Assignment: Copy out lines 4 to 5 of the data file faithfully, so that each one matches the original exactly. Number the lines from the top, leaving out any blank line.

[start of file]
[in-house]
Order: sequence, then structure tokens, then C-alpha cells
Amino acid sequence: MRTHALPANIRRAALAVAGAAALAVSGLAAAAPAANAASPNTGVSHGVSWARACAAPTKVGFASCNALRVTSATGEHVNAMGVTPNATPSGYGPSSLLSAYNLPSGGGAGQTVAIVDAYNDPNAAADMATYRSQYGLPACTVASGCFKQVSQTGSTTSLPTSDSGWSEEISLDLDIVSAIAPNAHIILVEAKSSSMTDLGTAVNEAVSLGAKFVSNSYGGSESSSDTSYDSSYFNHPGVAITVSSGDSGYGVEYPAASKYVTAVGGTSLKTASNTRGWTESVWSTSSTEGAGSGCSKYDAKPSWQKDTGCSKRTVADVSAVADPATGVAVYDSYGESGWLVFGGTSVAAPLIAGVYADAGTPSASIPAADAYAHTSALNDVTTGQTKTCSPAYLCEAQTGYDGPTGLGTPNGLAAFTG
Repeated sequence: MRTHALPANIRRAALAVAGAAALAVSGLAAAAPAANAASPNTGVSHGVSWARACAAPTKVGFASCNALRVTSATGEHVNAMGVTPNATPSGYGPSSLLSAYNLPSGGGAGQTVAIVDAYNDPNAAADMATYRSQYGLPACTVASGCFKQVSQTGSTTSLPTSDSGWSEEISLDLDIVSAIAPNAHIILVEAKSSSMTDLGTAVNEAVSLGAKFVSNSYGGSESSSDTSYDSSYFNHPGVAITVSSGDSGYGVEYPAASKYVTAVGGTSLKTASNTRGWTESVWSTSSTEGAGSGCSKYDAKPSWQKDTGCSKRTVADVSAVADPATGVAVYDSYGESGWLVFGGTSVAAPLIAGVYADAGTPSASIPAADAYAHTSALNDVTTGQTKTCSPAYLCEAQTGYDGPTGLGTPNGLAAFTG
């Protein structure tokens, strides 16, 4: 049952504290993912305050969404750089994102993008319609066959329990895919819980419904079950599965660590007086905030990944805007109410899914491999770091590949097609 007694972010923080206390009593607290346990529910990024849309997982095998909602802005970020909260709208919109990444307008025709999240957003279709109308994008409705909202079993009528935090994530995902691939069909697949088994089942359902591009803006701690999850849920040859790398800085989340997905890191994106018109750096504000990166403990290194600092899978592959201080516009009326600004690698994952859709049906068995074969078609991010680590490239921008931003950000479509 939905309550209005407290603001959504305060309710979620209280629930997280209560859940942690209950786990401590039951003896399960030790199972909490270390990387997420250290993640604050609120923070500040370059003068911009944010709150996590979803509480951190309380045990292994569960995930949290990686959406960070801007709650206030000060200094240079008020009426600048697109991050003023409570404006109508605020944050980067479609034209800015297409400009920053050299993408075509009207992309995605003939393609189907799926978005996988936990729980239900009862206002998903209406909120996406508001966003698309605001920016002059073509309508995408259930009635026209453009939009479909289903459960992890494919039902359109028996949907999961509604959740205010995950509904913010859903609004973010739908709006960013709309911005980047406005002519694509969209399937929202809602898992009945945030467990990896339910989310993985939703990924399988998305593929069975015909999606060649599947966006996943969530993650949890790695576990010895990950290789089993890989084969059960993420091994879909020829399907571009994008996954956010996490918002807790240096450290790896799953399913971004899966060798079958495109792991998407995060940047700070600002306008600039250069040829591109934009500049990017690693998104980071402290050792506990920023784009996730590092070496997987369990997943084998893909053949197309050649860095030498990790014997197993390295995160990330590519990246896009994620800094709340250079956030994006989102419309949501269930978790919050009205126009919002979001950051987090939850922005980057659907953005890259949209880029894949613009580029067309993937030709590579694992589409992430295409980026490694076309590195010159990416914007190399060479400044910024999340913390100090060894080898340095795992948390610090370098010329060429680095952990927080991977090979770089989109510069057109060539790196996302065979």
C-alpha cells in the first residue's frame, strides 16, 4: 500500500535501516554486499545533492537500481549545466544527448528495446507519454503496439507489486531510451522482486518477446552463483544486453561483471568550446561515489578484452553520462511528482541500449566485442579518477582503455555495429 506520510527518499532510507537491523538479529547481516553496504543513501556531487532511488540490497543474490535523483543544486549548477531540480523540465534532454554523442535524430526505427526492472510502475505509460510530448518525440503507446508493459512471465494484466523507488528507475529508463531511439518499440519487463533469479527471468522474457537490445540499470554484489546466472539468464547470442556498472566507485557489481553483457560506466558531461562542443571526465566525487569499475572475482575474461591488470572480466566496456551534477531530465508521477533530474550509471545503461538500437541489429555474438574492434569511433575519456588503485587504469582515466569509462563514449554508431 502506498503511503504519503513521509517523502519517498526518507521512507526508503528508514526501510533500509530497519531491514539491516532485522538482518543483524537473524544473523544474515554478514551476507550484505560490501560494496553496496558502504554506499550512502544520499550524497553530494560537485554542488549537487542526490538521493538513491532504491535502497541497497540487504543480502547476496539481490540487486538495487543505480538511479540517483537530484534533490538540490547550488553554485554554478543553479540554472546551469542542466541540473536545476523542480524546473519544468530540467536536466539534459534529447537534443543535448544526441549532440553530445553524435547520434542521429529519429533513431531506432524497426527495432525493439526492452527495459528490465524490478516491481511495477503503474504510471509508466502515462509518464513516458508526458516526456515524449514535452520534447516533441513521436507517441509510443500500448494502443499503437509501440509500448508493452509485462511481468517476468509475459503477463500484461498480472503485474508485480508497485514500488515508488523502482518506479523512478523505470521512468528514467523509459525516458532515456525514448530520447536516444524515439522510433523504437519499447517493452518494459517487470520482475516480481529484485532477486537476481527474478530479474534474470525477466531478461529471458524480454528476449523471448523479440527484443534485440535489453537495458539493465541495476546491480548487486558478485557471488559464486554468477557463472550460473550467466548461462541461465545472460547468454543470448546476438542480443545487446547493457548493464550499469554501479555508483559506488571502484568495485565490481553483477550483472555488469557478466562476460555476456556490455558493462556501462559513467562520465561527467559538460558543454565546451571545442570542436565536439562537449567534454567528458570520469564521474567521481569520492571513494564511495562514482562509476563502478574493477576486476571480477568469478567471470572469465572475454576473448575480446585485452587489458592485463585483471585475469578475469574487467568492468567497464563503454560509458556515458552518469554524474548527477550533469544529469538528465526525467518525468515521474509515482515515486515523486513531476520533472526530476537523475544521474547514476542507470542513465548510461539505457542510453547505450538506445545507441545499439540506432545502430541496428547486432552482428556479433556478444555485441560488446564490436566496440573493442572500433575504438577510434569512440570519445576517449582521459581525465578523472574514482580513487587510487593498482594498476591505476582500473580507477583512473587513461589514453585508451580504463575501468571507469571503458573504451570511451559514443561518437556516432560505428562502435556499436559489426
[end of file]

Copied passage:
Repeated sequence: MRTHALPANIRRAALAVAGAAALAVSGLAAAAPAANAASPNTGVSHGVSWARACAAPTKVGFASCNALRVTSATGEHVNAMGVTPNATPSGYGPSSLLSAYNLPSGGGAGQTVAIVDAYNDPNAAADMATYRSQYGLPACTVASGCFKQVSQTGSTTSLPTSDSGWSEEISLDLDIVSAIAPNAHIILVEAKSSSMTDLGTAVNEAVSLGAKFVSNSYGGSESSSDTSYDSSYFNHPGVAITVSSGDSGYGVEYPAASKYVTAVGGTSLKTASNTRGWTESVWSTSSTEGAGSGCSKYDAKPSWQKDTGCSKRTVADVSAVADPATGVAVYDSYGESGWLVFGGTSVAAPLIAGVYADAGTPSASIPAADAYAHTSALNDVTTGQTKTCSPAYLCEAQTGYDGPTGLGTPNGLAAFTG
């Protein structure tokens, strides 16, 4: 049952504290993912305050969404750089994102993008319609066959329990895919819980419904079950599965660590007086905030990944805007109410899914491999770091590949097609 007694972010923080206390009593607290346990529910990024849309997982095998909602802005970020909260709208919109990444307008025709999240957003279709109308994008409705909202079993009528935090994530995902691939069909697949088994089942359902591009803006701690999850849920040859790398800085989340997905890191994106018109750096504000990166403990290194600092899978592959201080516009009326600004690698994952859709049906068995074969078609991010680590490239921008931003950000479509 939905309550209005407290603001959504305060309710979620209280629930997280209560859940942690209950786990401590039951003896399960030790199972909490270390990387997420250290993640604050609120923070500040370059003068911009944010709150996590979803509480951190309380045990292994569960995930949290990686959406960070801007709650206030000060200094240079008020009426600048697109991050003023409570404006109508605020944050980067479609034209800015297409400009920053050299993408075509009207992309995605003939393609189907799926978005996988936990729980239900009862206002998903209406909120996406508001966003698309605001920016002059073509309508995408259930009635026209453009939009479909289903459960992890494919039902359109028996949907999961509604959740205010995950509904913010859903609004973010739908709006960013709309911005980047406005002519694509969209399937929202809602898992009945945030467990990896339910989310993985939703990924399988998305593929069975015909999606060649599947966006996943969530993650949890790695576990010895990950290789089993890989084969059960993420091994879909020829399907571009994008996954956010996490918002807790240096450290790896799953399913971004899966060798079958495109792991998407995060940047700070600002306008600039250069040829591109934009500049990017690693998104980071402290050792506990920023784009996730590092070496997987369990997943084998893909053949197309050649860095030498990790014997197993390295995160990330590519990246896009994620800094709340250079956030994006989102419309949501269930978790919050009205126009919002979001950051987090939850922005980057659907953005890259949209880029894949613009580029067309993937030709590579694992589409992430295409980026490694076309590195010159990416914007190399060479400044910024999340913390100090060894080898340095795992948390610090370098010329060429680095952990927080991977090979770089989109510069057109060539790196996302065979």